What kind of touchscreen displays do modern smartphones have?

The touch display, as an information input-output device, appeared relatively long ago. Back in the 90s of the last century, it was possible to find PDAs and other portable devices equipped with a touchscreen on sale. As technology advances, touchscreen smartphones have improved and new requirements have been put forward for them, so touchscreens have changed dramatically over the past decade.

Resistive sensors

The simplest and most affordable sensors for smartphones. They consist of two layers, on which a mesh of transparent conductive material is applied. The lower one is made of glass (mineral or organic), and the upper one is plastic. There is a thin air gap between them. At the moment of touching, the circuit closes between the grids of different layers, and the controller determines the coordinates of the point of pressing.

The advantages of resistive screens are sensitivity to pressure with any object, low cost, simple design and accuracy. The main disadvantage is fragility: the plastic top layer is easy to cut or puncture, after which the contact will be broken and the sensor will not work.

Resistive sensors also have a relatively low transparency (up to 80%), therefore, starting from 2010, they are no longer used on smartphones. Today, such a touchscreen can only be found in cheap Chinese-made phones.

Capacitive sensors

Capacitive smartphone sensors consist of a glass panel covered with a transparent conductive layer and four corner sensors. A weak alternating current is supplied to it, the leakage of which when touched is registered by the sensors, calculating the coordinates of pressing. In addition to the fact that such touchscreens react only to the touch of an object with electrical conduction, they have low accuracy and are not able to simultaneously perceive several clicks.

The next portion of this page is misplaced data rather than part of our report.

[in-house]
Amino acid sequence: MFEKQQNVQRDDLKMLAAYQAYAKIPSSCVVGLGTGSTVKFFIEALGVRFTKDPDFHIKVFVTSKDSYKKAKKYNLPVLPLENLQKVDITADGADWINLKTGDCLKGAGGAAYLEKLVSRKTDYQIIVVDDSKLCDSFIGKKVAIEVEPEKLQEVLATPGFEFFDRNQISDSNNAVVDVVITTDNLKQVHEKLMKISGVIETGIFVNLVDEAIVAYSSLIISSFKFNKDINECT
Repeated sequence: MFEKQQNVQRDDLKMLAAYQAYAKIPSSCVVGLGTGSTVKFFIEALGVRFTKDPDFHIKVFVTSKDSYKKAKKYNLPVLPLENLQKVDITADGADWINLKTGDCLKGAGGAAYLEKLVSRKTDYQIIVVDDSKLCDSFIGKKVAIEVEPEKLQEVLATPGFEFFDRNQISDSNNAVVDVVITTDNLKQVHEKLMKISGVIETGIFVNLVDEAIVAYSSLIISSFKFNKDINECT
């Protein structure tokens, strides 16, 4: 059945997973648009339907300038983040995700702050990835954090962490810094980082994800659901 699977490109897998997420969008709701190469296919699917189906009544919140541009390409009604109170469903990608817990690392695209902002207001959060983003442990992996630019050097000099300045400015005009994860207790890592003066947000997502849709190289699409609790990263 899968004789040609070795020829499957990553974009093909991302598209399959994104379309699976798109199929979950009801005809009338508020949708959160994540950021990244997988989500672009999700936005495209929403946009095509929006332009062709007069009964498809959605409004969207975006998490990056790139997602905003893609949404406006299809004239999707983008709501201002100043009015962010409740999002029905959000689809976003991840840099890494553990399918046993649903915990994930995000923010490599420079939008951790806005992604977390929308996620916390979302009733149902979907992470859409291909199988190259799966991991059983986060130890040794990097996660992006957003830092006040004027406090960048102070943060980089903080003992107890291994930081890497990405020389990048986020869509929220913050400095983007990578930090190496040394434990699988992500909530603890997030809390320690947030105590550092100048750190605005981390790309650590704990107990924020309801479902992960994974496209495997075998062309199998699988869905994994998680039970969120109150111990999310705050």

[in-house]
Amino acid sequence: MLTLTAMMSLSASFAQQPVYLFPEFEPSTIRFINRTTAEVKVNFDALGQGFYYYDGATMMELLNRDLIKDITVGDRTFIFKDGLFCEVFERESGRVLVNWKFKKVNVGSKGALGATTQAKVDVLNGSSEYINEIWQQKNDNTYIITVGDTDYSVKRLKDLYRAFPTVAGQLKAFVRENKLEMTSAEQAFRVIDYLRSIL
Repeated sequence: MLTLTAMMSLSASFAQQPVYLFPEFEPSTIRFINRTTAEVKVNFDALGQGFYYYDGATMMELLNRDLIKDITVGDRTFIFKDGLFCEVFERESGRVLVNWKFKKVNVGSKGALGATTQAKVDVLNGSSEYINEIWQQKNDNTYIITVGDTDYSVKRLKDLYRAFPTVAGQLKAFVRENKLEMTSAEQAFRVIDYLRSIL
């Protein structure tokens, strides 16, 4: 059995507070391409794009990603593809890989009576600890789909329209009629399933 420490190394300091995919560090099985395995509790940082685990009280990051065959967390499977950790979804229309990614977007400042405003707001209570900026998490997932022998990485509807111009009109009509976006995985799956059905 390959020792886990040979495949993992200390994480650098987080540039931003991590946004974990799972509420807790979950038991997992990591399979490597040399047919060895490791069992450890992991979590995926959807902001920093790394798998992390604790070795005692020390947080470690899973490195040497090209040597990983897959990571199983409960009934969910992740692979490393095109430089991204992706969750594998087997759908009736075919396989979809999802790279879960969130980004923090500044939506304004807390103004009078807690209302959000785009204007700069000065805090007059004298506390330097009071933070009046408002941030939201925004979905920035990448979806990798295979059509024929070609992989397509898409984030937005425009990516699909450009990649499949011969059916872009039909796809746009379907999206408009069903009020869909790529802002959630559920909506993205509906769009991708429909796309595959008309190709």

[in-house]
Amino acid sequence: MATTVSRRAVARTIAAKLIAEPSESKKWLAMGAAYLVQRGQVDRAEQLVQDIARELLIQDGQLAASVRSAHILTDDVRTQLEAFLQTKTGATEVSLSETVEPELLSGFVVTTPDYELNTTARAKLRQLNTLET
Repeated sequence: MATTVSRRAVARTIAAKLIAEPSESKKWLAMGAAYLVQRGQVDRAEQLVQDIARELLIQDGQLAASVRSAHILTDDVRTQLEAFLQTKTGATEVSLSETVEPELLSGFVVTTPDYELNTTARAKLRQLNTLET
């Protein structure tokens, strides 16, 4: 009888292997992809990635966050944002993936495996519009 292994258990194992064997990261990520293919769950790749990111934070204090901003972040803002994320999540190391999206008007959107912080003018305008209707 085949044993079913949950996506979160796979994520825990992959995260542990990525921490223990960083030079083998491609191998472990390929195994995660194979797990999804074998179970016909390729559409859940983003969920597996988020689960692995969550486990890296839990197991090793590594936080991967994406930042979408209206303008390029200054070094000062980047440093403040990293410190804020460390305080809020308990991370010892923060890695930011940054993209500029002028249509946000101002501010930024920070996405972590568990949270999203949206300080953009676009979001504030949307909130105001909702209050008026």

Capacitive Projection Sensors

The most common type of sensors on modern smartphones. They represent the development of the previous type. Instead of a conductive layer, a grid of electrodes is applied to the panel, which are also energized. At the moment of touching the finger, acting as a capacitor, a leakage current occurs, the location of which is calculated by the controller. This design makes it possible to track several touches (at the moment up to 10, more - it makes no sense) at the same time.

The basic design of such touchscreens is being modified by the manufacturers of mobile devices. On modern OGS displays of smartphones, sensitive electrodes can be mounted directly between crystals (or diodes) of the matrix, and for resistance to damage, the screen is covered with tempered glass.

Previously, it was also practiced to separate the protective glass and the sensor layer: the electrodes were applied to a transparent film, which was covered with glass on top. This approach allowed the sensor to remain operational even in the presence of serious damage (cracks, chips).